Can a state court enjoin a federal officer?

Can a state court enjoin a federal officer?

On the one hand, state court power to punish federal officers for crime and to enter judgments at law against them is clear; on the other, the precedents uniformly hold that state courts may not determine the legality of the detention of persons in federal custody on a writ of habeas corpus, nor may they control …

Can state courts overrule federal courts?

Answer: No. It is a common misconception among pro se litigants that federal courts can revisit and perhaps overturn a decision of the state courts. Only if a federal issue was part of a state court decision can the federal court review a decision by the state court.

How can an injunction be filed against the federal government?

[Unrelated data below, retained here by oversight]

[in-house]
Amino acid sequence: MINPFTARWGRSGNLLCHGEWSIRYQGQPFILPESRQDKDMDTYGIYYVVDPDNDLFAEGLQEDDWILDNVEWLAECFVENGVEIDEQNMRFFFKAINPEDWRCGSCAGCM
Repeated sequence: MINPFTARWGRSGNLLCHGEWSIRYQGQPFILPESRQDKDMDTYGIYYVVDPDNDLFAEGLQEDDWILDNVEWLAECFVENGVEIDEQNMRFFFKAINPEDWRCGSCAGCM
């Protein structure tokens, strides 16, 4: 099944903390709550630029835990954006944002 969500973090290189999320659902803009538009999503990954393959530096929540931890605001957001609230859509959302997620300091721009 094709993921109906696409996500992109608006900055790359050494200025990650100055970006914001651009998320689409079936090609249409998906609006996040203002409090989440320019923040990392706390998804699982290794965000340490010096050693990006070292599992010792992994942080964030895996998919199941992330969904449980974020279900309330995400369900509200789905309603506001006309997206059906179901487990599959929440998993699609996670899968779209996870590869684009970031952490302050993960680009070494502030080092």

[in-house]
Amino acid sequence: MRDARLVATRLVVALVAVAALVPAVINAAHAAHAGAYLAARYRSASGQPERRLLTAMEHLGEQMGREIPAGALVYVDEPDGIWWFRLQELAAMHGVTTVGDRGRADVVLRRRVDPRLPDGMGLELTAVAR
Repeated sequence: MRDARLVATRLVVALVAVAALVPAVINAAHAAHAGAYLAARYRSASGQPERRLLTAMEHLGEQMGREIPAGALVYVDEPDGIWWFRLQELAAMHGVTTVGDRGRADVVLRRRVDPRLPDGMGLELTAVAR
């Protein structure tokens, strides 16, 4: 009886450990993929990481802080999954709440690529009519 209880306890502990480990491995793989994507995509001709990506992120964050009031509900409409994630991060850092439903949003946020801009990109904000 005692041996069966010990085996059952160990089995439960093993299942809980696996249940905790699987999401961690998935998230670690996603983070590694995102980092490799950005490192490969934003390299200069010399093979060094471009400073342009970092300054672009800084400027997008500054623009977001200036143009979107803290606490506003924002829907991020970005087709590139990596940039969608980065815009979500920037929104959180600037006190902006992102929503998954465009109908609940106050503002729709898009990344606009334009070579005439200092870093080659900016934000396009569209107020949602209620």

An injunction cannot therefore “be filed” by a party, it can only be ordered by a judge. To obtain injunctive relief, a party must generally prevail on the merits of its case by showing a legal duty imposed on a defendant that is not being satisfied and an injury to the plaintiff that can be repaired by the court issuing an injunction.

When was the power to issue an injunction created?

The injunction power itself is ancient: Congress created federal district courts and gave them the power to issue injunctions in the Judiciary Act of 1789. Until the mid-20 th century, however, courts generally would not “strike down” federal laws or regulations.

What happens if you get a nationwide injunction?

A nationwide injunction, however, forbids the government from enforcing the policy against anyone in the country, effectively taking the policy out of circulation.

How many District Court judges can issue nationwide injunctions?

There are 663 authorized Article 3 district court judgeships across the country. Any one of those judges can issue a nationwide injunction against a federal government action. According to the Justice Department, the Obama administration faced 20 nationwide injunctions over eight years.